Why Omega 3’s are important – Chia seeds

You may have heard a lot of talk about Fats, Omega 3’s and Omega 6’s, but what does it really mean for you and your health. What are Omega’s and what part to they play in achieving good health?

Some fats are needed for good brain function, bone and muscle development. Omega 3 is one of them!

Decades ago many people were led to believe that all fats were bad and so people embarked on low fat or fat free diets. The problem was that it had an opposite effect on health. More recent studies have shown that that while some fats are bad (trans fats), most other fats are actually very good for you. In fact some fats are essential for good brain function and especially in bone and muscle development in infants and children. One such fat is the polyunsaturated Omega 3’s.

Omega 3 is actually made up of 3 different compounds: ALA – Alpha Linolenic Acid; EPA – Eicosapentaenoic Acid; and DHA – Docosahexaenoic Acid. These are known as essential fatty acids because they are used by the body for functions such as building cell membranes in the brain and controlling blood clotting.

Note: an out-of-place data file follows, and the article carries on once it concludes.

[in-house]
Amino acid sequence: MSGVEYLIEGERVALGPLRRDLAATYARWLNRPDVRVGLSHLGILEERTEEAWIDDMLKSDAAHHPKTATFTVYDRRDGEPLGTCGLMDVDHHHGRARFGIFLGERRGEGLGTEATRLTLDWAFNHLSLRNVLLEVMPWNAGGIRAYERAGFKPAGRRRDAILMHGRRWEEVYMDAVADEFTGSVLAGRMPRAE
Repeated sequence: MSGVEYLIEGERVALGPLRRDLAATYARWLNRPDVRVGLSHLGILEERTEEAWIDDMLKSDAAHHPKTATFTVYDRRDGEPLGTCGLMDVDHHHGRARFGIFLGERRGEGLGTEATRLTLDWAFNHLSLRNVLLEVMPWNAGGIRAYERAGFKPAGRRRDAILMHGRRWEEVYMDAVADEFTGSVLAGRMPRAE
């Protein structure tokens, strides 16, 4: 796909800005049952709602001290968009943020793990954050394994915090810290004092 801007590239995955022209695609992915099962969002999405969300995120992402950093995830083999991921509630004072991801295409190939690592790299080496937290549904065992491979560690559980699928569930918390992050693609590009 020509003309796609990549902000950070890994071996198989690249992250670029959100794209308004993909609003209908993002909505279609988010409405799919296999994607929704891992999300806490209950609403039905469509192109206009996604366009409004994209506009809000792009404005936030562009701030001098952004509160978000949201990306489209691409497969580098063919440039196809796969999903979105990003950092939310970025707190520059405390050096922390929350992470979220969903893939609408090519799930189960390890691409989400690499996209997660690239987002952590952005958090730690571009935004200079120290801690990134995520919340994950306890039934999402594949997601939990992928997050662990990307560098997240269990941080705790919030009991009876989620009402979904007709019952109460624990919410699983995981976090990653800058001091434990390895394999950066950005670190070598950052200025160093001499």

The body can't produce it itself - we have to get it from our food!

Our bodies cannot produce Omega 3’s and therefore the only way to obtain Omega 3’s is from food sources. Good sources include wild salmon, sardines, walnuts and flax seeds. But recently another food has joined the list as one of the best sources of Omega 3’s – chia seeds. Chia seeds originated from the Aztec regions of Central America. As more is becoming known about chia seeds it’s increasingly being hailed as a superfood because of its rich nutritional value. There is another reason that chia seeds are becoming so popular – as the seeds have a neutral taste, so they can be added to almost any meal.

Chia seeds are one of the best sources as they are easily digested even without getting processed

Another bonus of Chia seeds is that the Omega 3’s can be easily absorbed in their dehydrated form. While flax seeds top the list as a source of Omega’s 3’s, flax seeds first need to be roasted, activated, or crushed before the body can absorb the nutrients. If they are eaten whole they simply pass through the body as digestive juices cannot penetrate the hard outer shell of the seed. While salmon and sardines are excellent sources of Omega 3’s, wild salmon is becoming increasingly difficult to find. Also many people do not like the taste of fish or are vegan so would not consider eating fish to obtain essential Omega 3’s.

And chia seeds are gluten free and are also fitting in a vegan diet

Chia seeds are plant based and gluten free, which makes them suitable for almost anyone to consume. Chia seeds do not need to be activated, ground or soaked in order for the body to absorb the nutritional value. They can be eaten raw, soaked in water, roasted and used as a sprinkle or added to smoothies.